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Another 34 cases of the new coronavirus have been detected in the state and one more Mainer has died after testing positive for COVID-19.
As of Saturday, there have now been 1,408 confirmed and likely coronavirus cases across all of Maine’s counties, according to Maine Center for Disease Control and Prevention spokesperson Robert Long. That’s up from 1,374 on Friday.
The most recent death is a woman who was older than 80 from Waldo County. The statewide death toll now stands at 64.
So far, 198 Mainers have been hospitalized at some point with COVID-19, the illness caused by the coronavirus. Of those, 43 people are currently hospitalized, with 22 in critical care and 10 on ventilators, according to the Maine CDC.
Another 857 people have fully recovered from the coronavirus, meaning there are 487 active and likely cases in the state. That’s up from 475 on Friday.
Here’s the latest on the coronavirus and its impact on Maine.
— A federal judge on Saturday ruled that Gov. Janet Mills’ prohibition on in-person worship services does not violate the First Amendment. Calvary Chapel in Orrington and its pastor, Ken Graves, sued the governor in U.S. District Court in Bangor. The lawsuit alleged that Mills’ order, designed to stop the spread of the coronavirus, violated the freedom of religion and assembly clauses of the First Amendment and other laws designed to protect houses of worship.
—Maine restaurateurs are facing yet another difficult business decision during the novel coronavirus pandemic: whether or not to reopen under a new plan that allows dine-in service in most counties starting May 18, two weeks ahead of the original plan and in time for the Memorial Day holiday.
—The federal Occupational Safety and Health Administration (OSHA) is investigating three complaints about safety and health standards related to barber shops in Maine during the pandemic.
— Former University of Maine hockey co-captain Brendan Walsh was a feisty, hard-nosed center who helped lead the Black Bears to their second NCAA championship in 1999. The Boston University transfer racked up 767 penalty minutes in 145 American Hockey League games during his last three full pro seasons. But, now that he’s a detective in the Boston Police Department, the trenches he finds himself in today are much more dangerous. Walsh, 45, said dealing with the COVID-19 pandemic has made his job more challenging.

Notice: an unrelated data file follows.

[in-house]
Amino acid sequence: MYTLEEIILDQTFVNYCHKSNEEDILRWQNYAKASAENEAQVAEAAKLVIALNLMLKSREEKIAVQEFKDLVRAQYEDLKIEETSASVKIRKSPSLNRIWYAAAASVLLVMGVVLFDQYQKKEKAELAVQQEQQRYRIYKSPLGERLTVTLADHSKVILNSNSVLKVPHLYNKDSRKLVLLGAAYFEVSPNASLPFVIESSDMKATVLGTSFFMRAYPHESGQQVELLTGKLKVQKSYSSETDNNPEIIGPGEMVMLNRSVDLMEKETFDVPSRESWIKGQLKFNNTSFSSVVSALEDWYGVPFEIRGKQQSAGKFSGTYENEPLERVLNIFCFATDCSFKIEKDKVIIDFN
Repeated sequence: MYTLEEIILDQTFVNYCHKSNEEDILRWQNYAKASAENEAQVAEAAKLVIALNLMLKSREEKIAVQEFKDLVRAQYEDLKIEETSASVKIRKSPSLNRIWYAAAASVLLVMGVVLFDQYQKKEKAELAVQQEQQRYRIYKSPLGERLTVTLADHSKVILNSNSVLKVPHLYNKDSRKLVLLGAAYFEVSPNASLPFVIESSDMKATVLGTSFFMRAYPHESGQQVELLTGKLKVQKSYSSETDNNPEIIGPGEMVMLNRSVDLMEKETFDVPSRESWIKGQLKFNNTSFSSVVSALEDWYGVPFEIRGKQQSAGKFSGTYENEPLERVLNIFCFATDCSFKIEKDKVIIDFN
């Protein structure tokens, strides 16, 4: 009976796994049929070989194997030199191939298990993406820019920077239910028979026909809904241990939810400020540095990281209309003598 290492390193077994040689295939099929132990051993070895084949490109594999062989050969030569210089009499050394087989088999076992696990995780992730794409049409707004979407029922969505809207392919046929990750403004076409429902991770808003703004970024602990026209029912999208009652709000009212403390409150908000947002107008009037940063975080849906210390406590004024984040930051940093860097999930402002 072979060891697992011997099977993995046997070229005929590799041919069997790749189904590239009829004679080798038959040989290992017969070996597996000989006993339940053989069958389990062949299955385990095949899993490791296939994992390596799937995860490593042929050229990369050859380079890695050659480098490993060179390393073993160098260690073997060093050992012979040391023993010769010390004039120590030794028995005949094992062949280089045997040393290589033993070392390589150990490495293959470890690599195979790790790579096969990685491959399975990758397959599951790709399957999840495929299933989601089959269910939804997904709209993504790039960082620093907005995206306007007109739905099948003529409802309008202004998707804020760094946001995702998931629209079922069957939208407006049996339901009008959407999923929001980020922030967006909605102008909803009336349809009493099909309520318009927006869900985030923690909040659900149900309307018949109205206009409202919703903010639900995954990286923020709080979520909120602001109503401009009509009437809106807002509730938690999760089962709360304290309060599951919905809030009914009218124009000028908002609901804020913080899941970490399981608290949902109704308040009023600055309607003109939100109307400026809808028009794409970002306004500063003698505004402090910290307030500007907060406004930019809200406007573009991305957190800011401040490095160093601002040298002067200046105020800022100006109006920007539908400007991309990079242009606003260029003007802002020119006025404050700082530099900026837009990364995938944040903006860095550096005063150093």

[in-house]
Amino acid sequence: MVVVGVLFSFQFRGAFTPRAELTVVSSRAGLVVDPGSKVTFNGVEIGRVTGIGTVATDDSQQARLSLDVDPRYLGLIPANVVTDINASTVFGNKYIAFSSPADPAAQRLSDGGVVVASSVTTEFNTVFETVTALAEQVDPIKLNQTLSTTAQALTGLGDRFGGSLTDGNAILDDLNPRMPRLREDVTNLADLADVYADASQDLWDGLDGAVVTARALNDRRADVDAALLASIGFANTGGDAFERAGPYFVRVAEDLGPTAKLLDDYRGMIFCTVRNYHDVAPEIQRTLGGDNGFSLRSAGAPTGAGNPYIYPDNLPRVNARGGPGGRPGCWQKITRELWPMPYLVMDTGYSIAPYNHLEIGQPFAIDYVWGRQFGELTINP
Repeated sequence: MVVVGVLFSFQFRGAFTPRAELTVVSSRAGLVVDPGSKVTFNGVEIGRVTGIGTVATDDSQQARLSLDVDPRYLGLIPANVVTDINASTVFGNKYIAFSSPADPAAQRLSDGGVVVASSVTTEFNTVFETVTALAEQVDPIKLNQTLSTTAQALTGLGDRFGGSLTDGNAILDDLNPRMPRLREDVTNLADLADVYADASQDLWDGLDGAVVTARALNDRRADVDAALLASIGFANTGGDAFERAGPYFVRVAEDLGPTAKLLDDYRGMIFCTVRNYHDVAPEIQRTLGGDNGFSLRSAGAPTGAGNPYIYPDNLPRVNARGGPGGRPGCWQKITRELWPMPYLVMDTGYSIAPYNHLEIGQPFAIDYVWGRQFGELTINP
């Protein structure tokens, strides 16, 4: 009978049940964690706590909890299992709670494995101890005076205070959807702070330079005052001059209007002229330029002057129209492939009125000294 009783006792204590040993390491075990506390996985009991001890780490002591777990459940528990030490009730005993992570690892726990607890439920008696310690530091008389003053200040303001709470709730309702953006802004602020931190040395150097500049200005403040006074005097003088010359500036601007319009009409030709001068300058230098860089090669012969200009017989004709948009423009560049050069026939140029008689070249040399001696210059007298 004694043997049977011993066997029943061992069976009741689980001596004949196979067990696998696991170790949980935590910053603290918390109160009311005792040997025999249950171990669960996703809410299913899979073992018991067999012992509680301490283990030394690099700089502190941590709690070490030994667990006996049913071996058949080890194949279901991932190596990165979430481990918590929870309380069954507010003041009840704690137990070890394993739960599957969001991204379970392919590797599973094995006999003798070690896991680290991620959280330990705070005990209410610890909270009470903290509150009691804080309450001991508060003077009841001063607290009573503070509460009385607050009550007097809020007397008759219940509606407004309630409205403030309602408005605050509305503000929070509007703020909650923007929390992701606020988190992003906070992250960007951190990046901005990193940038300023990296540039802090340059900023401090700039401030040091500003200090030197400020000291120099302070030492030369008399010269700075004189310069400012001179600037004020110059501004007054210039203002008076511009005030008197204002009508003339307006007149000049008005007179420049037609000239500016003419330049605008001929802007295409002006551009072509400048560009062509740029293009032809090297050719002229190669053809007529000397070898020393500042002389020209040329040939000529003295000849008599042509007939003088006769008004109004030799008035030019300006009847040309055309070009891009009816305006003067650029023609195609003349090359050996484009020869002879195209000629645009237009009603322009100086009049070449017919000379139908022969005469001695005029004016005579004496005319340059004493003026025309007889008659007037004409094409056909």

—The shopping and festival-going Mainers have come to expect is likely going to be on the back burner for most of the summer. But there are still thousands of acres of beautiful wilderness to explore, and plenty of places to eat and drink, all of which will allow you to practice social distancing. Here are six day trips you can take all over the state that will allow you to scratch that wandering itch, and still be safe and responsible while doing so.
—With Maine aiming to triple its coronavirus testing capacity by the end of next week, doctors are relieved that more will be diagnosed while warning that more protective equipment will be needed to treat an influx of patients. But doctors are still awaiting new state guidelines on testing and their top Maine advocacy group said supplies of testing equipment and protective gear will need to increase simultaneously as more sick patients come into offices and other restrictions on care lift.
—With tentative promises of a slow re-opening to Maine’s economy, businesses which rely on summer tourism must find creative ways to keep things running, despite mounting uncertainty of what’s to come.
—Mainers eager to dine out once again may flock to restaurants in rural areas allowed to reopen on May 18, but the new norm likely will raise some eyebrows and eateries will be limited due to health requirements. Here’s how eating out will change when some Maine restaurants start dine-in service again.
—Watching a favorite television show from childhood is like meeting up with an old friend. These were the shows and characters people watched growing up with theme songs that can still be sung by heart. So make some popcorn, grab the remote and get ready to beat your pandemic blues with some childhood memories.
— As of early Thursday morning, the coronavirus has sickened 1,305,199 people in all 50 states, the District of Columbia, Puerto Rico, Guam, the Northern Mariana Islands and the U.S. Virgin Islands, as well as caused 78,469 deaths, according to the Johns Hopkins University of Medicine.
—Elsewhere in New England, there have been 4,840 coronavirus deaths in Massachusetts, 2,932 in Connecticut, 418 in Rhode Island, 121 in New Hampshire and 53 in Vermont.
Watch: Janet Mills shares changes for rural businesses